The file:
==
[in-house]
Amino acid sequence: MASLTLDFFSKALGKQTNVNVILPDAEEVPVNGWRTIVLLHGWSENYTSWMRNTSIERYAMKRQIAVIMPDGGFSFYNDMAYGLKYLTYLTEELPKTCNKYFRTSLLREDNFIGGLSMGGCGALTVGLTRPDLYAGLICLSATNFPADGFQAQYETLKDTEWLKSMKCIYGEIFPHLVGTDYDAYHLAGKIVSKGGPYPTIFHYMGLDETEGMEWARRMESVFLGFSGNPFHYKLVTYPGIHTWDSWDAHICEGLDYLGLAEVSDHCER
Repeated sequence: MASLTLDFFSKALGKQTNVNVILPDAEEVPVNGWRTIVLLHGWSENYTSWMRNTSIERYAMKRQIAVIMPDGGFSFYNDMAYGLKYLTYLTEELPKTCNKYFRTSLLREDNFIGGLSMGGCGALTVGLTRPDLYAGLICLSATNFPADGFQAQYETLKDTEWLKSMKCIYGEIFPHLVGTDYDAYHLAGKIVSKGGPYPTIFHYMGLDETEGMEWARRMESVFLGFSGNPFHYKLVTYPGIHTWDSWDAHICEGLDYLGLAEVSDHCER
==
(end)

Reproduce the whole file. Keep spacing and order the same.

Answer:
[in-house]
Amino acid sequence: MASLTLDFFSKALGKQTNVNVILPDAEEVPVNGWRTIVLLHGWSENYTSWMRNTSIERYAMKRQIAVIMPDGGFSFYNDMAYGLKYLTYLTEELPKTCNKYFRTSLLREDNFIGGLSMGGCGALTVGLTRPDLYAGLICLSATNFPADGFQAQYETLKDTEWLKSMKCIYGEIFPHLVGTDYDAYHLAGKIVSKGGPYPTIFHYMGLDETEGMEWARRMESVFLGFSGNPFHYKLVTYPGIHTWDSWDAHICEGLDYLGLAEVSDHCER
Repeated sequence: MASLTLDFFSKALGKQTNVNVILPDAEEVPVNGWRTIVLLHGWSENYTSWMRNTSIERYAMKRQIAVIMPDGGFSFYNDMAYGLKYLTYLTEELPKTCNKYFRTSLLREDNFIGGLSMGGCGALTVGLTRPDLYAGLICLSATNFPADGFQAQYETLKDTEWLKSMKCIYGEIFPHLVGTDYDAYHLAGKIVSKGGPYPTIFHYMGLDETEGMEWARRMESVFLGFSGNPFHYKLVTYPGIHTWDSWDAHICEGLDYLGLAEVSDHCER